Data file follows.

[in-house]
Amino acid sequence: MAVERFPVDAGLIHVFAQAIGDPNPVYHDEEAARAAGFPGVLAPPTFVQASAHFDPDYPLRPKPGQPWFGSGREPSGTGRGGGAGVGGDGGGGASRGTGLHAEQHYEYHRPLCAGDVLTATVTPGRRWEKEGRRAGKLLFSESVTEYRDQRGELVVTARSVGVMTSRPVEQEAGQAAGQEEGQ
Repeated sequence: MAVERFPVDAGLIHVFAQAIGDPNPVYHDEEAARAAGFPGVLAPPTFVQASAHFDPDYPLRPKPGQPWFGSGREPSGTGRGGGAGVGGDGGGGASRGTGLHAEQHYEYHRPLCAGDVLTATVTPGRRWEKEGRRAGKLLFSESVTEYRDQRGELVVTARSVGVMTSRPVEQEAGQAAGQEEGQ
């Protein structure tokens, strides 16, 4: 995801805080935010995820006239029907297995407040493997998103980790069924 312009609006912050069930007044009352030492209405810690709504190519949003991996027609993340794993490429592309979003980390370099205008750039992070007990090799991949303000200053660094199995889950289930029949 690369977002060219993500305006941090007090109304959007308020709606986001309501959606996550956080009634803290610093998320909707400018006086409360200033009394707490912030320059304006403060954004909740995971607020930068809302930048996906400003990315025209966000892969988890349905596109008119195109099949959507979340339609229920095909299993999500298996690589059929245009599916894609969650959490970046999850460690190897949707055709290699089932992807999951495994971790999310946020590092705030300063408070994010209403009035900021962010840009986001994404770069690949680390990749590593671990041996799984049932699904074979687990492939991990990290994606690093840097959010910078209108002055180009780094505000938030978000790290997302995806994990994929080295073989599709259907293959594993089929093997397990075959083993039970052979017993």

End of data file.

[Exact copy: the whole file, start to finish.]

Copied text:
[in-house]
Amino acid sequence: MAVERFPVDAGLIHVFAQAIGDPNPVYHDEEAARAAGFPGVLAPPTFVQASAHFDPDYPLRPKPGQPWFGSGREPSGTGRGGGAGVGGDGGGGASRGTGLHAEQHYEYHRPLCAGDVLTATVTPGRRWEKEGRRAGKLLFSESVTEYRDQRGELVVTARSVGVMTSRPVEQEAGQAAGQEEGQ
Repeated sequence: MAVERFPVDAGLIHVFAQAIGDPNPVYHDEEAARAAGFPGVLAPPTFVQASAHFDPDYPLRPKPGQPWFGSGREPSGTGRGGGAGVGGDGGGGASRGTGLHAEQHYEYHRPLCAGDVLTATVTPGRRWEKEGRRAGKLLFSESVTEYRDQRGELVVTARSVGVMTSRPVEQEAGQAAGQEEGQ
């Protein structure tokens, strides 16, 4: 995801805080935010995820006239029907297995407040493997998103980790069924 312009609006912050069930007044009352030492209405810690709504190519949003991996027609993340794993490429592309979003980390370099205008750039992070007990090799991949303000200053660094199995889950289930029949 690369977002060219993500305006941090007090109304959007308020709606986001309501959606996550956080009634803290610093998320909707400018006086409360200033009394707490912030320059304006403060954004909740995971607020930068809302930048996906400003990315025209966000892969988890349905596109008119195109099949959507979340339609229920095909299993999500298996690589059929245009599916894609969650959490970046999850460690190897949707055709290699089932992807999951495994971790999310946020590092705030300063408070994010209403009035900021962010840009986001994404770069690949680390990749590593671990041996799984049932699904074979687990492939991990990290994606690093840097959010910078209108002055180009780094505000938030978000790290997302995806994990994929080295073989599709259907293959594993089929093997397990075959083993039970052979017993």